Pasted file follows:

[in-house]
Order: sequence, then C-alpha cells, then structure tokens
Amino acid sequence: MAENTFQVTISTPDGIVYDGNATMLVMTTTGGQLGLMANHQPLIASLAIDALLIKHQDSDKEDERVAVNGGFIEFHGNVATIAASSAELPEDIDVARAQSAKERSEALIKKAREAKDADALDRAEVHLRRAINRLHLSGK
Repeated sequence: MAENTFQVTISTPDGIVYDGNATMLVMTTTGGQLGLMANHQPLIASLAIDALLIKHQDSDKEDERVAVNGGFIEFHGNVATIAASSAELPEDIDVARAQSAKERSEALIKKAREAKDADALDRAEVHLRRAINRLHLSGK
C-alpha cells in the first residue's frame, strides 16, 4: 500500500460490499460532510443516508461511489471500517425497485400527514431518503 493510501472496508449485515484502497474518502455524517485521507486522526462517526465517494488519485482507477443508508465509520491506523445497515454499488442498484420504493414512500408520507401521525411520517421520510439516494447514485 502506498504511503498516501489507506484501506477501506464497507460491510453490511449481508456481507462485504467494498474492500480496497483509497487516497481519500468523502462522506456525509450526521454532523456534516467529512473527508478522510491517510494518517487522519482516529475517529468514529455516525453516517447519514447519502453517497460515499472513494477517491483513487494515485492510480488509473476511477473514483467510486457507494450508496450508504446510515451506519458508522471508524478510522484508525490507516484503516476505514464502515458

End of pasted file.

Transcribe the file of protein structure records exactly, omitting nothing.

[in-house]
Order: sequence, then C-alpha cells, then structure tokens
Amino acid sequence: MAENTFQVTISTPDGIVYDGNATMLVMTTTGGQLGLMANHQPLIASLAIDALLIKHQDSDKEDERVAVNGGFIEFHGNVATIAASSAELPEDIDVARAQSAKERSEALIKKAREAKDADALDRAEVHLRRAINRLHLSGK
Repeated sequence: MAENTFQVTISTPDGIVYDGNATMLVMTTTGGQLGLMANHQPLIASLAIDALLIKHQDSDKEDERVAVNGGFIEFHGNVATIAASSAELPEDIDVARAQSAKERSEALIKKAREAKDADALDRAEVHLRRAINRLHLSGK
C-alpha cells in the first residue's frame, strides 16, 4: 500500500460490499460532510443516508461511489471500517425497485400527514431518503 493510501472496508449485515484502497474518502455524517485521507486522526462517526465517494488519485482507477443508508465509520491506523445497515454499488442498484420504493414512500408520507401521525411520517421520510439516494447514485 502506498504511503498516501489507506484501506477501506464497507460491510453490511449481508456481507462485504467494498474492500480496497483509497487516497481519500468523502462522506456525509450526521454532523456534516467529512473527508478522510491517510494518517487522519482516529475517529468514529455516525453516517447519514447519502453517497460515499472513494477517491483513487494515485492510480488509473476511477473514483467510486457507494450508496450508504446510515451506519458508522471508524478510522484508525490507516484503516476505514464502515458